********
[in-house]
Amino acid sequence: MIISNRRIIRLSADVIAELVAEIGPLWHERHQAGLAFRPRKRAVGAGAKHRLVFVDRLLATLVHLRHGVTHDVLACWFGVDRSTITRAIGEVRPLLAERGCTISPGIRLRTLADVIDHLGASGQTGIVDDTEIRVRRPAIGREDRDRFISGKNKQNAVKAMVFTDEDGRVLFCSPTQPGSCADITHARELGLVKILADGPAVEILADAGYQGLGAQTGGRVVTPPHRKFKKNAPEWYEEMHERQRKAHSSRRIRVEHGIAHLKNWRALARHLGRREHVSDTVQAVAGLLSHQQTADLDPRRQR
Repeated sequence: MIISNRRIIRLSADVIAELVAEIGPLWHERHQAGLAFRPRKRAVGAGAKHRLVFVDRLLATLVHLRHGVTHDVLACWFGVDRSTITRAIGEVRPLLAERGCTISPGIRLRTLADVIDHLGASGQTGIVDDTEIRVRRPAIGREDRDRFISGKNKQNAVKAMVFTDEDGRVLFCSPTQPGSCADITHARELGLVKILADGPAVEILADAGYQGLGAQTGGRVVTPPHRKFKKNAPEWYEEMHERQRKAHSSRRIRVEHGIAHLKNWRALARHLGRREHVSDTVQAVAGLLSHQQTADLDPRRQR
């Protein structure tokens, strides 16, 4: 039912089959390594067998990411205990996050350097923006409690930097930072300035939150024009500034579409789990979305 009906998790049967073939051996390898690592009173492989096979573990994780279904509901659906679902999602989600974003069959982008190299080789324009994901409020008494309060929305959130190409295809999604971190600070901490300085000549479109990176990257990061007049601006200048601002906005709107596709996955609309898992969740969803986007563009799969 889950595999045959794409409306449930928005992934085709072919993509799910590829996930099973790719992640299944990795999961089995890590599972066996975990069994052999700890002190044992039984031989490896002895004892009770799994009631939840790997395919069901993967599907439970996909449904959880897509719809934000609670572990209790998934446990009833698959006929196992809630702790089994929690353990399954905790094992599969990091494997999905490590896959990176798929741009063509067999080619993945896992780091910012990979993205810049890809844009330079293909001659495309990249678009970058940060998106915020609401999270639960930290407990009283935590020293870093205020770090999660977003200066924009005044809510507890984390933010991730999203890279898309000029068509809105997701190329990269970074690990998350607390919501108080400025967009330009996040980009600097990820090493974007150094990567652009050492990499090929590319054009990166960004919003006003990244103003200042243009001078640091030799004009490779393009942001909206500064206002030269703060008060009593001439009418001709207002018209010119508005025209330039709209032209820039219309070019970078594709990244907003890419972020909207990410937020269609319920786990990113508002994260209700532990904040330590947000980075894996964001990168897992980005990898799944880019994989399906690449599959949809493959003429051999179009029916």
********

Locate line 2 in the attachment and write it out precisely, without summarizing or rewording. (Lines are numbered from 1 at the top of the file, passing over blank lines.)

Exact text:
Amino acid sequence: MIISNRRIIRLSADVIAELVAEIGPLWHERHQAGLAFRPRKRAVGAGAKHRLVFVDRLLATLVHLRHGVTHDVLACWFGVDRSTITRAIGEVRPLLAERGCTISPGIRLRTLADVIDHLGASGQTGIVDDTEIRVRRPAIGREDRDRFISGKNKQNAVKAMVFTDEDGRVLFCSPTQPGSCADITHARELGLVKILADGPAVEILADAGYQGLGAQTGGRVVTPPHRKFKKNAPEWYEEMHERQRKAHSSRRIRVEHGIAHLKNWRALARHLGRREHVSDTVQAVAGLLSHQQTADLDPRRQR